- For the environment in Figure 12.1a, give the nondeterministic I-states for the action sequence , if the initial state is the robot in position facing north and the initial I-state is .
- Describe how to apply the algorithm from Figure 10.6 to design an information-feedback plan that takes a map of a grid and performs localization.
- Suppose that a robot operates in the environment shown in Figure 12.54 using the same motion and sensing model as in Example 12.1. Design an information-feedback plan that is as simple as possible and successfully localizes the robot, regardless of its initial state. Assume the initial condition .
- Prove that the robot can use the latitude and orientation information to detect the unique point of each obstacle boundary in the maze searching algorithm of Section 12.3.1.
- Suppose once again that a robot is placed into one of the six environments shown in Figure 12.12. It is initially in the upper right cell facing north; however, the initial condition is . Determine the sequence of sensor observations and nondeterministic I-states as the robot executes the action sequence .
- Prove that the counter in the maze searching algorithm of Section 12.3.1 can be replaced by two pebbles, and the robot can still solve the problem by simulating the counter. The robot can place either pebble on a tile, detect them when the robot is on the same tile, and can pick them up to move them to other tiles.
- Continue the trajectory shown in Figure 12.23 until the goal is reached using the Bug2 strategy.
- Show that the competitive ratio for the doubling spiral motion applied to the lost-cow problem of Figure 12.26 is .
- Generalize the lost-cow problem so that there are fences
that emanate from the current cow location ( for the original
problem).
- If the cow is told that the gate is along only one unknown fence and is no more than one unit away, what is the competitive ratio of the best plan that you can think of?
- Suppose the cow does not know the maximum distance to the gate. Propose a plan that solves the problem and establish its competitive ratio.

- Suppose a point robot is dropped into the environment shown in Figure 12.42. Indicate the gap navigation trees that are obtained as the robot moves along the path shown in Figure 12.55.
- Construct an example for which the worst case bound, (12.25), for Bug1 is obtained.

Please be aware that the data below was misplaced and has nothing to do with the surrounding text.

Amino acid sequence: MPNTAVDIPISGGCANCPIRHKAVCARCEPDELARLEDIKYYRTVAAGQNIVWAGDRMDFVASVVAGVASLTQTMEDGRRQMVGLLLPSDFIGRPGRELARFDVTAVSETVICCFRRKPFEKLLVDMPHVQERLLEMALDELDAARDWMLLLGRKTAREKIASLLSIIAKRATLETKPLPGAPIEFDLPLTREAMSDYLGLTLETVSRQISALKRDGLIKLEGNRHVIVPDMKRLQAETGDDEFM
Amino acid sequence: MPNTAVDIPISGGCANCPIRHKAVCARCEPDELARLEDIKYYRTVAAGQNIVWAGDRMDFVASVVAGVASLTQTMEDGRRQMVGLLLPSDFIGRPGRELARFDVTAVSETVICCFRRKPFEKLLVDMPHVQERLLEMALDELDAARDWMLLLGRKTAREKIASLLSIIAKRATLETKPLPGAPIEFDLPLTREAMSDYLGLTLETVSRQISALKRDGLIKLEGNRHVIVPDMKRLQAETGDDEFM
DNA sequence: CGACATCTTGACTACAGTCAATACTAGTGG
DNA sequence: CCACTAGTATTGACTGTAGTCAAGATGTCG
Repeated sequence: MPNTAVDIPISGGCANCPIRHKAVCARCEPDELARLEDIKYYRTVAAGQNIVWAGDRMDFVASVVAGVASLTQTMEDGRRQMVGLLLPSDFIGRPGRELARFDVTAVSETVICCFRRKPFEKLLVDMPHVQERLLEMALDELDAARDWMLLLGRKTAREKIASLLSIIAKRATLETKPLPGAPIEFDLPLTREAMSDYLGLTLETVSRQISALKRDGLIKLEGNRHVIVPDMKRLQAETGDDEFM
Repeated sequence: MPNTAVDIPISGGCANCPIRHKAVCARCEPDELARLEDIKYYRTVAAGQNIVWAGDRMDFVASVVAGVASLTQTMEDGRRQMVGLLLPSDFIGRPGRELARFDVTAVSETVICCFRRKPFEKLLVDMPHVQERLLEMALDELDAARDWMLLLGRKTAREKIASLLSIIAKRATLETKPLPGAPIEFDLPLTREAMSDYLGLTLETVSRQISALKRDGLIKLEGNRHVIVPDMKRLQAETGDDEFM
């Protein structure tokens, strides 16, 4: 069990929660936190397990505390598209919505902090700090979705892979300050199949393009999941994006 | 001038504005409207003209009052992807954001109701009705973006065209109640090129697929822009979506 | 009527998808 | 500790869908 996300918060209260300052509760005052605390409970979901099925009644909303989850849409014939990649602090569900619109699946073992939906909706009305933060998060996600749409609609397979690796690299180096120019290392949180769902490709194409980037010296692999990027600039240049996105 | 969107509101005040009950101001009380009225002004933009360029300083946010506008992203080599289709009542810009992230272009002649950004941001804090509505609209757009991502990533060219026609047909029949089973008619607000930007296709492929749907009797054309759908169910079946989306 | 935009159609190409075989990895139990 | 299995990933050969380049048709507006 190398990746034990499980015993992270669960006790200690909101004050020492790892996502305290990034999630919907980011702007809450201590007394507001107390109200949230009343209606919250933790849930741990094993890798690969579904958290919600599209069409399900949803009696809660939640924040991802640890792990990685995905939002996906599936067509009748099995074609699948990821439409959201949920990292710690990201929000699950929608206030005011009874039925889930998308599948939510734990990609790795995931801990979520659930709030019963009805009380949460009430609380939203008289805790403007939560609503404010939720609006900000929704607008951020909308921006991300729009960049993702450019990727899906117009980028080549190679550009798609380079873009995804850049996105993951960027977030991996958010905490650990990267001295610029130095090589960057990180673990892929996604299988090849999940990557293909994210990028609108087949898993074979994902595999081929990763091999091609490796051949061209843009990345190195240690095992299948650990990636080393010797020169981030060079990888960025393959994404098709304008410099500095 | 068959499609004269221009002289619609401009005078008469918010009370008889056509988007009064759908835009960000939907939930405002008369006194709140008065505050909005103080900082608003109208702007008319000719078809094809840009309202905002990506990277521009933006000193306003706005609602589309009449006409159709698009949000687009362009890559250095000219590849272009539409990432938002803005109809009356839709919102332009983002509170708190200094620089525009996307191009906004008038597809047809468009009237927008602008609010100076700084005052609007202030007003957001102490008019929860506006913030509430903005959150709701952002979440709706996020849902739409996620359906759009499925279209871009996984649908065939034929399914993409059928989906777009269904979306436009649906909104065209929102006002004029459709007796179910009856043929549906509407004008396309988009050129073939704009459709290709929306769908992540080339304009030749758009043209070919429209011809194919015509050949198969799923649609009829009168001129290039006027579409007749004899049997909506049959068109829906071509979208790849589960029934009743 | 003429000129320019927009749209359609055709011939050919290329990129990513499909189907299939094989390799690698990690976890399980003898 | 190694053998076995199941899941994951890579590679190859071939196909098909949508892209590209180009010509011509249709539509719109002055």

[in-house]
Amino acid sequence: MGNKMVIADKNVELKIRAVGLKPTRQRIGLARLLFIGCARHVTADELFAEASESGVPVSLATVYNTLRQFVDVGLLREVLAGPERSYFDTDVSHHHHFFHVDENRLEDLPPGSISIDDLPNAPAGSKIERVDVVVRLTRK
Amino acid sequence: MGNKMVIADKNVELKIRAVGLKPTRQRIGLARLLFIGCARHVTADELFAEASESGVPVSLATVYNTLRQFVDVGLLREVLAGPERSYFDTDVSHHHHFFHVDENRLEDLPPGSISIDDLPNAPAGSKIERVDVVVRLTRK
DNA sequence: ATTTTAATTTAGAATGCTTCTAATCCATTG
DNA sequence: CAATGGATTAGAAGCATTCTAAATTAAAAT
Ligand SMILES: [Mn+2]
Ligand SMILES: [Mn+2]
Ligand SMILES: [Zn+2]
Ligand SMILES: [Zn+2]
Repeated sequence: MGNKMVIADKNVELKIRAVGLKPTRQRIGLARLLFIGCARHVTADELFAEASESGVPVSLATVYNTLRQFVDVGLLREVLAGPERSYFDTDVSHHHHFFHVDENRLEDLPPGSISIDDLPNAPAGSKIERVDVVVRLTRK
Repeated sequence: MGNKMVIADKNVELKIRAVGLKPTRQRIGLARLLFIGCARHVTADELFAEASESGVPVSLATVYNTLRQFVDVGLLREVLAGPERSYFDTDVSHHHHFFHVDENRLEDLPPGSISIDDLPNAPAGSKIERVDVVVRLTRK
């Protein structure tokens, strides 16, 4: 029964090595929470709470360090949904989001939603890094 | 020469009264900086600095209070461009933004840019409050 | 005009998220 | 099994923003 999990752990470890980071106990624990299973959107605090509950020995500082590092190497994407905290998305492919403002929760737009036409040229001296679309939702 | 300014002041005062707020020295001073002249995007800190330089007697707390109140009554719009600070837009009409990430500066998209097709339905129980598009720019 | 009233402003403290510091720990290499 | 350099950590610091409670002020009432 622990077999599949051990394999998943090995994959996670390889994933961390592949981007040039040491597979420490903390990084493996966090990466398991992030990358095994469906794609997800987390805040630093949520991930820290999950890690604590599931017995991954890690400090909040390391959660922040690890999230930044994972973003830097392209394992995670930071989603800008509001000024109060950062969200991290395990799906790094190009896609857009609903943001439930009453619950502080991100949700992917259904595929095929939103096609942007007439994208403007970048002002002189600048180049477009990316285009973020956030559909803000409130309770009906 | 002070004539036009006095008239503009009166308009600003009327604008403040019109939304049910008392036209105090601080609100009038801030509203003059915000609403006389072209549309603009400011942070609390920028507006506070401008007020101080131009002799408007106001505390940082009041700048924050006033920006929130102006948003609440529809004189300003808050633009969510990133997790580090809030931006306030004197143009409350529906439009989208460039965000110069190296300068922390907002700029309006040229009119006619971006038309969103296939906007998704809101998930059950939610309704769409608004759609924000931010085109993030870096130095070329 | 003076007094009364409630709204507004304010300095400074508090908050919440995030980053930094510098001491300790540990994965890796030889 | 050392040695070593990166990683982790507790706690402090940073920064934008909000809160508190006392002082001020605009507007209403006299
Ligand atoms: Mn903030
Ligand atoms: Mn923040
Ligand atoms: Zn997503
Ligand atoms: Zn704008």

- Some environments are so complicated that in the pursuit-evasion problem they require the same region to be visited multiple times. Find a solution for a single pursuer with omnidirectional visibility to the problem in Figure 12.56a.
- Find a pursuit-evasion solution for a single pursuer with omnidirectional visibility to the problem in Figure 12.56b, in which any number of pairs of ``feet'' may appear on the bottom of the polygon.
- Prove that for a polygonal environment, if there are three points, , , and , for which , , and are pairwise-disjoint, then the problem requires more than one pursuer.
- Prove that the diameter function for the squeezing algorithm in Section 12.5.2 has no more than vertices. Give a sequence of polygons that achieves this bound. What happens for a regular polygon?
- Develop versions of (12.8) and (12.9) for state-nature sensor mappings.
- Develop versions of (12.8) and (12.9) for history-based sensor mappings.
- Describe in detail the I-map used for maze searching in Section 12.3.1. Indicate how this is an example of dramatically reducing the size of the I-space, as described in Section 11.2. Is a sufficient I-map obtained?
- Describe in detail the I-map used in the Bug1 algorithm. Is a sufficient I-map obtained?
- Suppose that several teams of point robots move around in a
simple polygon. Each robot has an omnidirectional visibility sensor
and would like to keep track of information for each shadow region.
For each team and shadow region, it would like to record one of three
possibilities: 1) There are definitely no team members in the region;
2) there may possibly be one or more; 3) there is definitely at least
one.
- Define a nondeterministic I-space based on labeling gaps that captures the appropriate information. The I-space should be defined with respect to one robot (each will have its own).
- Design an algorithm that keeps track of the nondeterministic I-state as the robot moves through the environments and observes others.

- Recall the sequence of connected corridors shown in Figure
12.40. Try to adapt the polygons so that the same number
of pursuers is needed, but there are fewer polygon edges. Try to use
as few edges as possible.

**Implementations**

- Solve the probabilistic passive localization problem of Section 12.2.3 for 2D grids. Implement your solution and demonstrate it on several interesting examples.
- Implement the exact value-iteration method described in Section 12.1.3 to compute optimal cost-to-go functions. Test the implementation on several small examples. How large can you make , , and ?
- Develop and implement a graph search algorithm that searches on to perform robot localization on a 2D grid. Test the algorithm on several interesting examples. Try developing search heuristics that improve the performance.
- Implement the Bug1, Bug2, and VisBug (with unlimited radius) algorithms. Design a good set of examples for illustrating their relative strengths and weaknesses.
- Implement software that computes probabilistic I-states for localization as the robot moves in a grid.
- Implement the method of Section 12.3.4 for simply connected environments and demonstrate it in simulation for polygonal environments.
- Implement the pursuit-evasion algorithm for a single pursuer in a simple polygon.
- Implement the part-squeezing algorithm presented in Section
12.5.2.

Steven M LaValle 2012-04-20